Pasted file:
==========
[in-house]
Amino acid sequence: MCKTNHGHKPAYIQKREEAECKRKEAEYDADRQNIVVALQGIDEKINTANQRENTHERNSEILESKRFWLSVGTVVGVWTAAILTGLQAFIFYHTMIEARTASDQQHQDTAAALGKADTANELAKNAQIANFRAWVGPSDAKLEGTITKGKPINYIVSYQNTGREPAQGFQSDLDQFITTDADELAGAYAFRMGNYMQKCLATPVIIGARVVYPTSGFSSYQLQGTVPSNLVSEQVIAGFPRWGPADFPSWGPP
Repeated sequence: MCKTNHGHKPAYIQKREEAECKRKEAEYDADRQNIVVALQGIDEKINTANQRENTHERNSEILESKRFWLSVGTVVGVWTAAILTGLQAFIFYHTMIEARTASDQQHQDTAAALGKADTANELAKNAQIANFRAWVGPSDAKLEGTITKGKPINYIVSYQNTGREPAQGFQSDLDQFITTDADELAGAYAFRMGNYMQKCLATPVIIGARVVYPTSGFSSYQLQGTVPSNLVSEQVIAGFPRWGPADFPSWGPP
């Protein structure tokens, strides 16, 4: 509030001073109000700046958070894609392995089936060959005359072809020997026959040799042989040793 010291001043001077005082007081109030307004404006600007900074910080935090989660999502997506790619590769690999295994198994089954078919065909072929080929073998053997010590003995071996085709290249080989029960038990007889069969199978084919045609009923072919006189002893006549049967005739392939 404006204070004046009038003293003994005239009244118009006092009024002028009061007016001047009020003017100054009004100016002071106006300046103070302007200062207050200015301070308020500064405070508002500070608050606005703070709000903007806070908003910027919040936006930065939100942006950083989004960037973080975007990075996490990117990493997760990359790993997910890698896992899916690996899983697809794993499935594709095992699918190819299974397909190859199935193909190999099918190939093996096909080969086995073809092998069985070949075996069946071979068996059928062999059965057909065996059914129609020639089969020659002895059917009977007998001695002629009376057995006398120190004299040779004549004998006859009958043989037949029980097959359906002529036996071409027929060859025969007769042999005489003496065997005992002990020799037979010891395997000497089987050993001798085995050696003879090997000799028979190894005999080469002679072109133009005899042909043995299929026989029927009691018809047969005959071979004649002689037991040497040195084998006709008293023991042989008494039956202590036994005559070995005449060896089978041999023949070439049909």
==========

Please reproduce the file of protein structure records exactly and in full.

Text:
[in-house]
Amino acid sequence: MCKTNHGHKPAYIQKREEAECKRKEAEYDADRQNIVVALQGIDEKINTANQRENTHERNSEILESKRFWLSVGTVVGVWTAAILTGLQAFIFYHTMIEARTASDQQHQDTAAALGKADTANELAKNAQIANFRAWVGPSDAKLEGTITKGKPINYIVSYQNTGREPAQGFQSDLDQFITTDADELAGAYAFRMGNYMQKCLATPVIIGARVVYPTSGFSSYQLQGTVPSNLVSEQVIAGFPRWGPADFPSWGPP
Repeated sequence: MCKTNHGHKPAYIQKREEAECKRKEAEYDADRQNIVVALQGIDEKINTANQRENTHERNSEILESKRFWLSVGTVVGVWTAAILTGLQAFIFYHTMIEARTASDQQHQDTAAALGKADTANELAKNAQIANFRAWVGPSDAKLEGTITKGKPINYIVSYQNTGREPAQGFQSDLDQFITTDADELAGAYAFRMGNYMQKCLATPVIIGARVVYPTSGFSSYQLQGTVPSNLVSEQVIAGFPRWGPADFPSWGPP
């Protein structure tokens, strides 16, 4: 509030001073109000700046958070894609392995089936060959005359072809020997026959040799042989040793 010291001043001077005082007081109030307004404006600007900074910080935090989660999502997506790619590769690999295994198994089954078919065909072929080929073998053997010590003995071996085709290249080989029960038990007889069969199978084919045609009923072919006189002893006549049967005739392939 404006204070004046009038003293003994005239009244118009006092009024002028009061007016001047009020003017100054009004100016002071106006300046103070302007200062207050200015301070308020500064405070508002500070608050606005703070709000903007806070908003910027919040936006930065939100942006950083989004960037973080975007990075996490990117990493997760990359790993997910890698896992899916690996899983697809794993499935594709095992699918190819299974397909190859199935193909190999099918190939093996096909080969086995073809092998069985070949075996069946071979068996059928062999059965057909065996059914129609020639089969020659002895059917009977007998001695002629009376057995006398120190004299040779004549004998006859009958043989037949029980097959359906002529036996071409027929060859025969007769042999005489003496065997005992002990020799037979010891395997000497089987050993001798085995050696003879090997000799028979190894005999080469002679072109133009005899042909043995299929026989029927009691018809047969005959071979004649002689037991040497040195084998006709008293023991042989008494039956202590036994005559070995005449060896089978041999023949070439049909």